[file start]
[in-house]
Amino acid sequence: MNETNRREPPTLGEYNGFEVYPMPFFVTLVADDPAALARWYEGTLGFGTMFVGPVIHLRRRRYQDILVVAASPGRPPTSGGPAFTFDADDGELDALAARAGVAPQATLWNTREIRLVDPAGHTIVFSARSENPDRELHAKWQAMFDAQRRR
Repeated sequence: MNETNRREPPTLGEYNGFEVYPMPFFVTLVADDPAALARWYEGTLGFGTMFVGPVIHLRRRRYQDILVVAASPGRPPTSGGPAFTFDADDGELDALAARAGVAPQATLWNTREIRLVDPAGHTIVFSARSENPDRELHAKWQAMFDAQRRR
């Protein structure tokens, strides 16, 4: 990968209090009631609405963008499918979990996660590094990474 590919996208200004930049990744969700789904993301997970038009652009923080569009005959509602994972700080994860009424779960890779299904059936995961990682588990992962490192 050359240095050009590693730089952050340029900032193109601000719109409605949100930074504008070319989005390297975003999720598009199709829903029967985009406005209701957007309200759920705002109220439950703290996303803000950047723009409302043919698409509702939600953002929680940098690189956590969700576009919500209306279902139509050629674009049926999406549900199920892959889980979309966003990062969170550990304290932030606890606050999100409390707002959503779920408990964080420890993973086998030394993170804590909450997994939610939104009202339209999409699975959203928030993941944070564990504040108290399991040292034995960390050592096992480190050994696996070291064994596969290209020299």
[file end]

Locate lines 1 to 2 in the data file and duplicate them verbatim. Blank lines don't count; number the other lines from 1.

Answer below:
[in-house]
Amino acid sequence: MNETNRREPPTLGEYNGFEVYPMPFFVTLVADDPAALARWYEGTLGFGTMFVGPVIHLRRRRYQDILVVAASPGRPPTSGGPAFTFDADDGELDALAARAGVAPQATLWNTREIRLVDPAGHTIVFSARSENPDRELHAKWQAMFDAQRRR